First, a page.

69. ^ a b "Senior And Master Chiefs As Principal Enlisted Advisor". Military Requirements for Senior and Master Chief Petty Officer Chief. Integrated Publishing. Archived from the original on 29 September 2007. Retrieved 28 January 2007.
  70. ^ "Chief of Naval Operations OPNAV Instructions 1306.2D". Navydata, U. S. Navy. Archived from the original on 5 February 2007. Retrieved 28 January 2007.
  71. ^ "United States Navy Uniform Regulations CPO Rating". BUPERS, U. S. Navy. Archived from the original on 6 December 2006. Retrieved 26 January 2007.
  72. ^ "United States Navy Uniform Regulations". United States Navy. Archived from the original on 15 April 2011. Retrieved 16 October 2009.
  73. ^ "Uniform Regulations, Chapter 5, Identification Badges/Awards/Insignia". United States Navy. Archived from the original on 18 April 2011. Retrieved 2 April 2007.
  74. ^ "Uniform Regulations, Chapter 5, Section 2, Breast Insignia". United States Navy. Archived from the original on 10 June 2011. Retrieved 18 November 2007.
  75. ^ "Uniform Regulations, Chapter 5, Section 2, Article 5201.2, Warfare and Other Qualifications". United States Navy. Archived from the original on 10 June 2011. Retrieved 18 November 2007.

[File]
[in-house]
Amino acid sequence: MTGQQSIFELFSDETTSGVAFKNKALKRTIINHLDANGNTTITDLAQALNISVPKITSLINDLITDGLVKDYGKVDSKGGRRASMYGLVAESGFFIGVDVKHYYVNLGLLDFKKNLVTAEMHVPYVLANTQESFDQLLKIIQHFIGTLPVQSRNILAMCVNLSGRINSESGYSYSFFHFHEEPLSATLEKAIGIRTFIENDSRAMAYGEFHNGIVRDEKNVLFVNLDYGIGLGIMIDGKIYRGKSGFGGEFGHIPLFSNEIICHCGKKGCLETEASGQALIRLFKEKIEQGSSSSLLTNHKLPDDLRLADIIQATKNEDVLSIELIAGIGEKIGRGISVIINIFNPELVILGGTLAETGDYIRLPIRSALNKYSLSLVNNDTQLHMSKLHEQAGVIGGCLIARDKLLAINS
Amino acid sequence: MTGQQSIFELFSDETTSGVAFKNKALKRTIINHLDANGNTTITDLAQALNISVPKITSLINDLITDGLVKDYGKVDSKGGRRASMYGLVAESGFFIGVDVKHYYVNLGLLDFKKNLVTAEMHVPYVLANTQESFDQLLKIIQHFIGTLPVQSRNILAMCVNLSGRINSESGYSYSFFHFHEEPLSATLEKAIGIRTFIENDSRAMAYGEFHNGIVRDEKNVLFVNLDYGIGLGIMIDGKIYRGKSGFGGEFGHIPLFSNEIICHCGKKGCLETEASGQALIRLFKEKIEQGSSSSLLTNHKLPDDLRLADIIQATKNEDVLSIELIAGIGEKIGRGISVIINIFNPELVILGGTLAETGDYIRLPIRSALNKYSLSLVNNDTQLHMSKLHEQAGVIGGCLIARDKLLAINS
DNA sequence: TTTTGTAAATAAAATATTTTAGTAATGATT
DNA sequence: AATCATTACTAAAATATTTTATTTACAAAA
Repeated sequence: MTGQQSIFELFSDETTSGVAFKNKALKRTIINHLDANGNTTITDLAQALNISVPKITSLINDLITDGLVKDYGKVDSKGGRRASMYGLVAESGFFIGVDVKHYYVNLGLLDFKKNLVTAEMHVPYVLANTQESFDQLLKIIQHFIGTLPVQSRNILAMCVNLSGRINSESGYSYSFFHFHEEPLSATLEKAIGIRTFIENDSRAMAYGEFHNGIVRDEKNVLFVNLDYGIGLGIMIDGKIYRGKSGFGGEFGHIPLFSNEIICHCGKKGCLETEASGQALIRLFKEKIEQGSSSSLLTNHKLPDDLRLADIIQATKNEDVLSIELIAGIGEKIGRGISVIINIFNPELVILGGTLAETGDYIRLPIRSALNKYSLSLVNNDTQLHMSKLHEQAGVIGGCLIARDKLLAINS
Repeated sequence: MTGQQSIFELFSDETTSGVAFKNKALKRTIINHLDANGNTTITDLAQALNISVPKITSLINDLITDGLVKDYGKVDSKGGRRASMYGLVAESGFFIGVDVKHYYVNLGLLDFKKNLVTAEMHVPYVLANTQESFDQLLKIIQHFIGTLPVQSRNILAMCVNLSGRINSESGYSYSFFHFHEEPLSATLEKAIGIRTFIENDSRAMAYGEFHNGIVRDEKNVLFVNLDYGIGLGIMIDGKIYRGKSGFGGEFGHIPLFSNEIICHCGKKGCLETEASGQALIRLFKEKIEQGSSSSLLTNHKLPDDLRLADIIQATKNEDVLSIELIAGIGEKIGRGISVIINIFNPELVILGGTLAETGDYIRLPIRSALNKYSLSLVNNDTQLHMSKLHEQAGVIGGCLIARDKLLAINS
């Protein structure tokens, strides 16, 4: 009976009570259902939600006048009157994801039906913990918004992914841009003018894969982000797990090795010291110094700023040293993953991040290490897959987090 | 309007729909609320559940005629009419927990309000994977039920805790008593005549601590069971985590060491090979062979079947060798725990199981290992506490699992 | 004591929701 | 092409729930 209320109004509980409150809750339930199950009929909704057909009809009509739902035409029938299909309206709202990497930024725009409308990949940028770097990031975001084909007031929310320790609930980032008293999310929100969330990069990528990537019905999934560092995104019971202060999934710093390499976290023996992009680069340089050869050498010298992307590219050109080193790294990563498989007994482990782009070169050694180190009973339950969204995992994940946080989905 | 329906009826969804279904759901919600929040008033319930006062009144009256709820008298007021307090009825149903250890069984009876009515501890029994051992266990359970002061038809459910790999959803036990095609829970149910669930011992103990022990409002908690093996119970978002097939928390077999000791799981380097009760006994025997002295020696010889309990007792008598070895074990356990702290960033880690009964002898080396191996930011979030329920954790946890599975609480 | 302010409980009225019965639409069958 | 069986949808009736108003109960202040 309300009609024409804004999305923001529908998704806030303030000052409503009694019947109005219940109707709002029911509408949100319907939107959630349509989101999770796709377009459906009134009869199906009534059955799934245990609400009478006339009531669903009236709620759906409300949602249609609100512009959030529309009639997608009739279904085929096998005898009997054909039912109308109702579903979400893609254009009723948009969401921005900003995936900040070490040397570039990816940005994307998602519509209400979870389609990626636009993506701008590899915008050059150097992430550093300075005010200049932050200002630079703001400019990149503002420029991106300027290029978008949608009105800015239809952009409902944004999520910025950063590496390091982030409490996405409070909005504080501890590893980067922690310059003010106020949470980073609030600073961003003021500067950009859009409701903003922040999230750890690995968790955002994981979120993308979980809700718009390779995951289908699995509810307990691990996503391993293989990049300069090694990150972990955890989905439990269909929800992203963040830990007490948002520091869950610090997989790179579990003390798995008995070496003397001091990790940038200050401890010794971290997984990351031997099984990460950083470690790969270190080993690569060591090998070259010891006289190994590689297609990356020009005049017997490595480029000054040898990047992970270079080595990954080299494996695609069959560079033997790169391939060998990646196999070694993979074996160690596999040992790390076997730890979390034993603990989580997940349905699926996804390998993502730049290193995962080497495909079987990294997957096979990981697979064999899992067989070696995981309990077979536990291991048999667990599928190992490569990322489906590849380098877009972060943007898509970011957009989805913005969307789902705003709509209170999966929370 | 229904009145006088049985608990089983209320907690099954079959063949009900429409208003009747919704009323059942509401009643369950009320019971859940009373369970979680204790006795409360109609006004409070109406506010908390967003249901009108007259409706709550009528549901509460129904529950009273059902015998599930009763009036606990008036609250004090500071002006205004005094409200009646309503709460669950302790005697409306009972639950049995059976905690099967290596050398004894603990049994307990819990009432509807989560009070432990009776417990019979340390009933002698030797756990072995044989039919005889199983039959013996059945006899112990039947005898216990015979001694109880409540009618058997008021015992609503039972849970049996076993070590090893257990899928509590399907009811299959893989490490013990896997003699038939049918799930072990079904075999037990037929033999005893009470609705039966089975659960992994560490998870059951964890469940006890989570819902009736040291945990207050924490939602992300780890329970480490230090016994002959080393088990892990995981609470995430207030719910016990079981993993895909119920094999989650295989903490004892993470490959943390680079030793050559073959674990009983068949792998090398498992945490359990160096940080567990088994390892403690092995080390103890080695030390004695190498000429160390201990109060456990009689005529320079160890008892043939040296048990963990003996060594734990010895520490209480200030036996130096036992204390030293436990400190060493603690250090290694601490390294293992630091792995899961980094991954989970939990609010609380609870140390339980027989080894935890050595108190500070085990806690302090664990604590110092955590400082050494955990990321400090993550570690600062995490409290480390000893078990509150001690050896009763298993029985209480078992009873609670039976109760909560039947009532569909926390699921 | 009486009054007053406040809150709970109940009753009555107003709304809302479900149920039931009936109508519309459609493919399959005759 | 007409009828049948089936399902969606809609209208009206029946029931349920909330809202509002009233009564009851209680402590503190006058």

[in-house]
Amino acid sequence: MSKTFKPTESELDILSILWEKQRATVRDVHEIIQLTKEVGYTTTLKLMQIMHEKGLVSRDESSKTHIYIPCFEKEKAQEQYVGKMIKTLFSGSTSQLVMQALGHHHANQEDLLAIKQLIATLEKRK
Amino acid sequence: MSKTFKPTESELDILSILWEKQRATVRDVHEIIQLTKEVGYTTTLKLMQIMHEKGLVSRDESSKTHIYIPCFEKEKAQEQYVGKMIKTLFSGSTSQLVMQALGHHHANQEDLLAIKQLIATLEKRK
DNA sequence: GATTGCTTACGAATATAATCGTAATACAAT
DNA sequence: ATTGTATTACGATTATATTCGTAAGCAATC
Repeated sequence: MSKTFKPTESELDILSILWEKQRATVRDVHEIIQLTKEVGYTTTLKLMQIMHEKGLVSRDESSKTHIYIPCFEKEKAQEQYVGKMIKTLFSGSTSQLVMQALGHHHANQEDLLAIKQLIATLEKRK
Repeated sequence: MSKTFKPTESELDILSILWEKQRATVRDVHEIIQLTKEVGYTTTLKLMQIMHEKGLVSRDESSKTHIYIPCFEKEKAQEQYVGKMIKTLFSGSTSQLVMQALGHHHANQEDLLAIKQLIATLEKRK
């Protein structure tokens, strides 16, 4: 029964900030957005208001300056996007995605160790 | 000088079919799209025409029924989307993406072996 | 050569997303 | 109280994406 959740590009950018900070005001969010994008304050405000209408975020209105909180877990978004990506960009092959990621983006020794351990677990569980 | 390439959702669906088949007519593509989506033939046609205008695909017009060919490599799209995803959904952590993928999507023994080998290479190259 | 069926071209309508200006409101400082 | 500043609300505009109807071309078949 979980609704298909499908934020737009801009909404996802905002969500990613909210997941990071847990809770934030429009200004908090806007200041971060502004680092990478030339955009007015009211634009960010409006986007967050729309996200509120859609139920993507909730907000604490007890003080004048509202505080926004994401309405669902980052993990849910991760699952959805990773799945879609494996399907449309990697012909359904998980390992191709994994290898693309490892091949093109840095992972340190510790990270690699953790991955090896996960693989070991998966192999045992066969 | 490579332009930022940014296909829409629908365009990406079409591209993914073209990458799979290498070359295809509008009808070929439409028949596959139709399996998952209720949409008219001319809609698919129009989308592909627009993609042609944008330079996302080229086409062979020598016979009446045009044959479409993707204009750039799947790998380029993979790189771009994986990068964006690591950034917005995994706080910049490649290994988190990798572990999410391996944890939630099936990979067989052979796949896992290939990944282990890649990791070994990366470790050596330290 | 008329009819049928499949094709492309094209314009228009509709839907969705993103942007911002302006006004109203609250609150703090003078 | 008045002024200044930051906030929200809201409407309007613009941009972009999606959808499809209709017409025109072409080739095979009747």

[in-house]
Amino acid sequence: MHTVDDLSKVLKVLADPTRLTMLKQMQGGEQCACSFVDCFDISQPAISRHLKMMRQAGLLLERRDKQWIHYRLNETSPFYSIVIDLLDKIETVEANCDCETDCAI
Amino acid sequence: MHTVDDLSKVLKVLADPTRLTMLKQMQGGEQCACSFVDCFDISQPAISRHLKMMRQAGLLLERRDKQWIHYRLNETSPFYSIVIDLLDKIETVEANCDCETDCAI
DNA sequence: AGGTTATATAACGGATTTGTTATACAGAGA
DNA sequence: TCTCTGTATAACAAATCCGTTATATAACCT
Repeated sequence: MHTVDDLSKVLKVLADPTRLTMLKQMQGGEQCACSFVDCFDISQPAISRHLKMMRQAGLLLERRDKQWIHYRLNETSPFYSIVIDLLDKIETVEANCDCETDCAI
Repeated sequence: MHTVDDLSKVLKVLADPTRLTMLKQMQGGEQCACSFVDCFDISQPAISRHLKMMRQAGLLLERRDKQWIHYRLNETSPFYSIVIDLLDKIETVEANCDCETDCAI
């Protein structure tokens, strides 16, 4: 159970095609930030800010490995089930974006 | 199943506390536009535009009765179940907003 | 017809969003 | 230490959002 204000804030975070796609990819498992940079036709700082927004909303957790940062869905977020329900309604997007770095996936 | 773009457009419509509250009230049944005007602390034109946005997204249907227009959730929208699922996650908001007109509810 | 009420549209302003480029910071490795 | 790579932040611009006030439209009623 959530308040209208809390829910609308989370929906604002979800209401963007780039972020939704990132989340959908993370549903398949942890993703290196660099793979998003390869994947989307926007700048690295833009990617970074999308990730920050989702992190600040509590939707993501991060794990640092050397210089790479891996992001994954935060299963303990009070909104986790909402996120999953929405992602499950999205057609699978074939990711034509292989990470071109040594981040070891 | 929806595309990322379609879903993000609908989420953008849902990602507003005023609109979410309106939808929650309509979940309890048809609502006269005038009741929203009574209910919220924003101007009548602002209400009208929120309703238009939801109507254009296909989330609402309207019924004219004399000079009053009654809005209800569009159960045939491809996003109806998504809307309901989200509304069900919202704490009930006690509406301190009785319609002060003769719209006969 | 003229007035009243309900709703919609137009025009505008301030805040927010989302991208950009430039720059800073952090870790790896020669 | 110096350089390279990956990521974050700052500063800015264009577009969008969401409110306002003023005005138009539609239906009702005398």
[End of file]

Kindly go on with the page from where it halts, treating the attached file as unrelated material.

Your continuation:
76. ^ "Uniform Regulations, Chapter 5, Section 3, Article 5310, Marksmanship Awards (Badges)". United States Navy. Archived from the original on 7 June 2011. Retrieved 18 November 2007.
  77. ^ scot.greber. "MilitaryINSTALLATIONS – U.S. Department of Defense". Archived from the original on 22 January 2016.
  78. ^ "Naval Station Everett Official Site". Naval Station Everett. Archived from the original on 9 September 2005.
  79. ^ "Guam". GlobalSecurity. Archived from the original on 10 May 2007. Retrieved 19 May 2007.
  80. ^ "Naval Air Station, Agana [Tiyan]". GlobalSecurity. Archived from the original on 26 June 2015. Retrieved 19 February 2010.
  81. ^ "Yokosuka, Japan 35°17'N 139°40'E". GlobalSecurity. Archived from the original on 20 April 2006. Retrieved 19 April 2006.
  82. ^ "Naval facilities outside the US". United States Navy. Archived from the original on 18 May 2015. Retrieved 20 June 2015.
  83. ^ "Ship Naming in the United States Navy". Archived from the original on 17 June 2015. Retrieved 20 June 2015.
  84. ^ O'Rourke, Ronald. (2013). Navy Ship Names: Background For Congress. Archived 28 September 2015 at the Wayback Machine Washington, D.C.: Congressional Research Service.
  85. ^ "CVN-65 Enterprise". GlobalSecurity. Archived from the original on 14 March 2007. Retrieved 7 March 2007.
  86. ^ "CVN-68 Nimitz Class". GlobalSecurity. Archived from the original on 6 April 2006. Retrieved 8 April 2006.